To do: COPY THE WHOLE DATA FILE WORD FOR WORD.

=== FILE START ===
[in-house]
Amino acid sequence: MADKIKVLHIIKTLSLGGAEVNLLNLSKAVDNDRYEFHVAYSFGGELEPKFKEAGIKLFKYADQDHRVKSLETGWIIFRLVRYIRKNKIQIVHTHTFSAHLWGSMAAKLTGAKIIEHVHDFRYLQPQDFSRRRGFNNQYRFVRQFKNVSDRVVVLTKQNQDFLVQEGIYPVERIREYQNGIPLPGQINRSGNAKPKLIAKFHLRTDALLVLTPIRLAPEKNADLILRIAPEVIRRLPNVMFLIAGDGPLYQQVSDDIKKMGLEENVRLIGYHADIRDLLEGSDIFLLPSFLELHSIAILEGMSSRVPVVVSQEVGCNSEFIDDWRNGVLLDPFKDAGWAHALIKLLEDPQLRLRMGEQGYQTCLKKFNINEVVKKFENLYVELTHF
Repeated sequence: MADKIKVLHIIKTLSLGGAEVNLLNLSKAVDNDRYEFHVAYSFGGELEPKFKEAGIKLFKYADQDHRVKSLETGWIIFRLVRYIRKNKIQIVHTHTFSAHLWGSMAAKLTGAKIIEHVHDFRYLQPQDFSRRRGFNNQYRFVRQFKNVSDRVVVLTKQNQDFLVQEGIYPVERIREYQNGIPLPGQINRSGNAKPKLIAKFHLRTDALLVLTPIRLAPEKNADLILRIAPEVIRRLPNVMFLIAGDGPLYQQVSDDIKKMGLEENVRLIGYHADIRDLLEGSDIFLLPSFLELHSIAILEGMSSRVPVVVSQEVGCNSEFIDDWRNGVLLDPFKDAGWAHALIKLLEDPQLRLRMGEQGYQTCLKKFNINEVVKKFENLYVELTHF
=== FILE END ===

[in-house]
Amino acid sequence: MADKIKVLHIIKTLSLGGAEVNLLNLSKAVDNDRYEFHVAYSFGGELEPKFKEAGIKLFKYADQDHRVKSLETGWIIFRLVRYIRKNKIQIVHTHTFSAHLWGSMAAKLTGAKIIEHVHDFRYLQPQDFSRRRGFNNQYRFVRQFKNVSDRVVVLTKQNQDFLVQEGIYPVERIREYQNGIPLPGQINRSGNAKPKLIAKFHLRTDALLVLTPIRLAPEKNADLILRIAPEVIRRLPNVMFLIAGDGPLYQQVSDDIKKMGLEENVRLIGYHADIRDLLEGSDIFLLPSFLELHSIAILEGMSSRVPVVVSQEVGCNSEFIDDWRNGVLLDPFKDAGWAHALIKLLEDPQLRLRMGEQGYQTCLKKFNINEVVKKFENLYVELTHF
Repeated sequence: MADKIKVLHIIKTLSLGGAEVNLLNLSKAVDNDRYEFHVAYSFGGELEPKFKEAGIKLFKYADQDHRVKSLETGWIIFRLVRYIRKNKIQIVHTHTFSAHLWGSMAAKLTGAKIIEHVHDFRYLQPQDFSRRRGFNNQYRFVRQFKNVSDRVVVLTKQNQDFLVQEGIYPVERIREYQNGIPLPGQINRSGNAKPKLIAKFHLRTDALLVLTPIRLAPEKNADLILRIAPEVIRRLPNVMFLIAGDGPLYQQVSDDIKKMGLEENVRLIGYHADIRDLLEGSDIFLLPSFLELHSIAILEGMSSRVPVVVSQEVGCNSEFIDDWRNGVLLDPFKDAGWAHALIKLLEDPQLRLRMGEQGYQTCLKKFNINEVVKKFENLYVELTHF